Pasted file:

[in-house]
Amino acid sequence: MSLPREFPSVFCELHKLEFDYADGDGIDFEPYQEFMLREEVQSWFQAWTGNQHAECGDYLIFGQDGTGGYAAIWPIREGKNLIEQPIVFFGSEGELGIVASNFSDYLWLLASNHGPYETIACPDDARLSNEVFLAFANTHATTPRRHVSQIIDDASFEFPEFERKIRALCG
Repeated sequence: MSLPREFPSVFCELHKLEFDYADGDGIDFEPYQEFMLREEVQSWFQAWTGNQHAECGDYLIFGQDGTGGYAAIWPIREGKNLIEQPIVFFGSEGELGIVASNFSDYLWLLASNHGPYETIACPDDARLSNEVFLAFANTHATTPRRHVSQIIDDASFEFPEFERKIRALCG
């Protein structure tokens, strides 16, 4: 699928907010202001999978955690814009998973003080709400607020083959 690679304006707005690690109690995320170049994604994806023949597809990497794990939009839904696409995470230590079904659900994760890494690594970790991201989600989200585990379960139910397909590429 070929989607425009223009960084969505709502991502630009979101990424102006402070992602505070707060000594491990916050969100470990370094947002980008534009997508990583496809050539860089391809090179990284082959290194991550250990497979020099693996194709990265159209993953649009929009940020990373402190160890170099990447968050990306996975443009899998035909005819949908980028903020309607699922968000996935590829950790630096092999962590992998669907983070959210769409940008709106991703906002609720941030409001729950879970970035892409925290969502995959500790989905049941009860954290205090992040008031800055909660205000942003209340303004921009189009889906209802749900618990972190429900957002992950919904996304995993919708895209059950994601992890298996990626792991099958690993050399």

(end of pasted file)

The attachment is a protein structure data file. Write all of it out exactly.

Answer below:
[in-house]
Amino acid sequence: MSLPREFPSVFCELHKLEFDYADGDGIDFEPYQEFMLREEVQSWFQAWTGNQHAECGDYLIFGQDGTGGYAAIWPIREGKNLIEQPIVFFGSEGELGIVASNFSDYLWLLASNHGPYETIACPDDARLSNEVFLAFANTHATTPRRHVSQIIDDASFEFPEFERKIRALCG
Repeated sequence: MSLPREFPSVFCELHKLEFDYADGDGIDFEPYQEFMLREEVQSWFQAWTGNQHAECGDYLIFGQDGTGGYAAIWPIREGKNLIEQPIVFFGSEGELGIVASNFSDYLWLLASNHGPYETIACPDDARLSNEVFLAFANTHATTPRRHVSQIIDDASFEFPEFERKIRALCG
């Protein structure tokens, strides 16, 4: 699928907010202001999978955690814009998973003080709400607020083959 690679304006707005690690109690995320170049994604994806023949597809990497794990939009839904696409995470230590079904659900994760890494690594970790991201989600989200585990379960139910397909590429 070929989607425009223009960084969505709502991502630009979101990424102006402070992602505070707060000594491990916050969100470990370094947002980008534009997508990583496809050539860089391809090179990284082959290194991550250990497979020099693996194709990265159209993953649009929009940020990373402190160890170099990447968050990306996975443009899998035909005819949908980028903020309607699922968000996935590829950790630096092999962590992998669907983070959210769409940008709106991703906002609720941030409001729950879970970035892409925290969502995959500790989905049941009860954290205090992040008031800055909660205000942003209340303004921009189009889906209802749900618990972190429900957002992950919904996304995993919708895209059950994601992890298996990626792991099958690993050399």